Iran’s foreign minister said the U.S. is “posturing” by sending troops and defense equipment to Saudi Arabia in response to last week’s attacks on a major Saudi Arabia oil facility, for which he again denied Iran was responsible.
“I think it’s posturing. I think it’s all going the wrong direction in addressing this issue,” Javad Zarif said in response to a question on how Iran sees the development in an interview set to air Sunday on CBS’ “Face the Nation.”
Story Continued Below
The Trump administration has blamed Iran for the Sep. 14 attack by Iran-backed Houthi rebels on Saudi Arabia’s Abqaiq plant and its Khurais oil field that adversely affected up to half of the supplies from the world’s biggest oil exporter.
President Donald Trump on Friday approved the deployment of U.S. troops and missile defense equipment to Saudi Arabia and the United Arab Emirates.
Secretary of State Mike Pompeo on Thursday said the attacks were an “act of war” while Trump announced he would “substantially increase” sanctions on Iran.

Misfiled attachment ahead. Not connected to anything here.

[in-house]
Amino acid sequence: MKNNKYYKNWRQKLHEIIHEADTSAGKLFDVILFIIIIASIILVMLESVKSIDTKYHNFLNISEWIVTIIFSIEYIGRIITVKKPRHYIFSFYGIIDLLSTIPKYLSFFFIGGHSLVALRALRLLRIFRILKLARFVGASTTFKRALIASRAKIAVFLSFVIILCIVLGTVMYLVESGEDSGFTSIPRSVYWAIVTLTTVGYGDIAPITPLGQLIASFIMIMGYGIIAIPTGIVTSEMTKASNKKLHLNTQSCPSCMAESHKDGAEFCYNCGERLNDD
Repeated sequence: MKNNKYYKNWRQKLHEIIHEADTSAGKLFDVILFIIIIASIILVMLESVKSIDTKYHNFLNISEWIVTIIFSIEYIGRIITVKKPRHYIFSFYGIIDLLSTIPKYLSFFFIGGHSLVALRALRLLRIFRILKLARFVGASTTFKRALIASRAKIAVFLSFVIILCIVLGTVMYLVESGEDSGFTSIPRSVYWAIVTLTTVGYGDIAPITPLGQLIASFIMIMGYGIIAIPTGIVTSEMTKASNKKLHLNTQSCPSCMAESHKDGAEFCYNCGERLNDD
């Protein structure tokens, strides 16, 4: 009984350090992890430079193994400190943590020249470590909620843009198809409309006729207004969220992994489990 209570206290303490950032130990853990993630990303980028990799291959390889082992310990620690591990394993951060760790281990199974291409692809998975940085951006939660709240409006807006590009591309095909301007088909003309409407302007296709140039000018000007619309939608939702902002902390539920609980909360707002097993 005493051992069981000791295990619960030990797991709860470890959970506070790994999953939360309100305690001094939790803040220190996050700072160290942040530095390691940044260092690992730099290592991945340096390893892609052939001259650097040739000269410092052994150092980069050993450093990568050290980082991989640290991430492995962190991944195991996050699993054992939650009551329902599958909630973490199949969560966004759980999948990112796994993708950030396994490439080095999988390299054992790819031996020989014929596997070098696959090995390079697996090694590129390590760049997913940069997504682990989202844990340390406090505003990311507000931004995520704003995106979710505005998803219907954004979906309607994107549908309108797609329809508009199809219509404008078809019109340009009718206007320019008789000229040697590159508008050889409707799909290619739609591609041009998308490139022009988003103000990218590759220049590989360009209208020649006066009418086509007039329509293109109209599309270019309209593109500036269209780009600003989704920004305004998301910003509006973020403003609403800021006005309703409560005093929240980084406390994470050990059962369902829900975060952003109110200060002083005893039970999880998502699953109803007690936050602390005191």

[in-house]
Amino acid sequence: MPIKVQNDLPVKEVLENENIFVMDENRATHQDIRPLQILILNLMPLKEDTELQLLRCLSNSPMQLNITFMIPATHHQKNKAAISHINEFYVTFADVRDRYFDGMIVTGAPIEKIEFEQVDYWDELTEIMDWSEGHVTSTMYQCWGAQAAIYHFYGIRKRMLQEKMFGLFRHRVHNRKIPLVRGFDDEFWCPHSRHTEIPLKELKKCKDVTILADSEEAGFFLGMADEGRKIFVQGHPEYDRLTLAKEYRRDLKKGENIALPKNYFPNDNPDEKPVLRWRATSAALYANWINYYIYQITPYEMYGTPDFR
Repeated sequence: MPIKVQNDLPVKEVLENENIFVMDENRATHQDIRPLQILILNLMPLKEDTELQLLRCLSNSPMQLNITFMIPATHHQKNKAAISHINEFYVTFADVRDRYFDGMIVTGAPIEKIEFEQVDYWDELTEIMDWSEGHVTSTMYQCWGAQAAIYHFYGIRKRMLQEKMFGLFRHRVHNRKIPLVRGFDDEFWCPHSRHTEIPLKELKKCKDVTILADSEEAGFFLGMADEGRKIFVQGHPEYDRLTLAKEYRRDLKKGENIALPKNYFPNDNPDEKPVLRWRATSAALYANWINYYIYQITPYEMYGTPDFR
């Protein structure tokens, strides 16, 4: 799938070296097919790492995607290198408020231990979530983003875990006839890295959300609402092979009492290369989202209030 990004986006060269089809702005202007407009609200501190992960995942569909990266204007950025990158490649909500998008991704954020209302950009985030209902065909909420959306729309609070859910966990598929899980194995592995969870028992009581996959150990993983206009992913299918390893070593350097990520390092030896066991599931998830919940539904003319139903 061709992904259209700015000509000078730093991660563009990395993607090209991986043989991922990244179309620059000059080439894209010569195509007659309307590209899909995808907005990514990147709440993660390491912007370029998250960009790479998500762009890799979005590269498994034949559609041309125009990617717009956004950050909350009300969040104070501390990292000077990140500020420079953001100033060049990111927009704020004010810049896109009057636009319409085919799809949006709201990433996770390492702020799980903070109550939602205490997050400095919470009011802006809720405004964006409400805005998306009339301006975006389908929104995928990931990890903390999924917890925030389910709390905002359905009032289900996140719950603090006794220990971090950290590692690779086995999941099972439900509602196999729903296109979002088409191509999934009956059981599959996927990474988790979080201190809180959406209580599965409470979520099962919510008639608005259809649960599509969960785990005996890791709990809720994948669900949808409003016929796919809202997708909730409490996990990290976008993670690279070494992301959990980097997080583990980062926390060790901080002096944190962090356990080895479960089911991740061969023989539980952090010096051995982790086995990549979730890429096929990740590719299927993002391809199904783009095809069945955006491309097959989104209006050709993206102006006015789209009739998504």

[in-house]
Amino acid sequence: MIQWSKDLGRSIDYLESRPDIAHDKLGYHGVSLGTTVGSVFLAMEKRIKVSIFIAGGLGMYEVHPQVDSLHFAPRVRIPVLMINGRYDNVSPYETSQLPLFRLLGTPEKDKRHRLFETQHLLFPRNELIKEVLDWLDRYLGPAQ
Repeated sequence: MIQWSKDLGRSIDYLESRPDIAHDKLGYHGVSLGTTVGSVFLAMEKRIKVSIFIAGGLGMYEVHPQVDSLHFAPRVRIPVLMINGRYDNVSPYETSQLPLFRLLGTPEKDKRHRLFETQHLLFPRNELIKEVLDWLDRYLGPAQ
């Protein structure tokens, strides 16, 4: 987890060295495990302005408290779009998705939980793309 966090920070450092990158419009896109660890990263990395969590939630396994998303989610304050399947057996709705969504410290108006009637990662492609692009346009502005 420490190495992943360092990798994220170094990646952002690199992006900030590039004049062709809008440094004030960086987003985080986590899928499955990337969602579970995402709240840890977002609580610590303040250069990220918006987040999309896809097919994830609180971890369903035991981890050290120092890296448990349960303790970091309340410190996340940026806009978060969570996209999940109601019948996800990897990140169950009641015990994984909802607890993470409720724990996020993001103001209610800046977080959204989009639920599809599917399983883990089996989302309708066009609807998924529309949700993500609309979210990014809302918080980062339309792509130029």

Zarif also denied that Iran had anything to do with the attacks and said it will likely not accept the results of any United Nations investigation into them. U.N. Secretary-General Antonio Guterres said on Thursday that experts been dispatched to Saudi Arabia to investigate.
“We were not informed by the U.N. We were not consulted by the U.N. We do not know on what basis this has taken place. So we will take it up with the United Nations. We are confident that if the United Nations carries out an impartial investigation the outcome will be that it was not launched from Iran,” Zaris said.
Asked if he was confident Iran could avoid a war, Zarif said, “I’m confident that we will not start one but I’m confident that whoever starts one will not be the one who finishes it.”
“That means that there won’t be a limited war,” Zarif said, echoing his previous comments that a military strike on Iran by the United States or Saudi Arabia would result in an “all-out war.”
Zarif also said that the U.S. made it clear he was not welcome at the United Nations General Assembly in New York City next week that he planned to attend, despite being approved for a visa waiver.
“Well not necessarily, because the United States is under obligation, being the host of the U.N. headquarters to issue visas to member states. So they made it very clear in a letter that they attached to my visa that I’m not eligible to get a visa, but they’re doing it on a waiver basis. So they want me to know that I’m not supposed to be here,” Zarif said.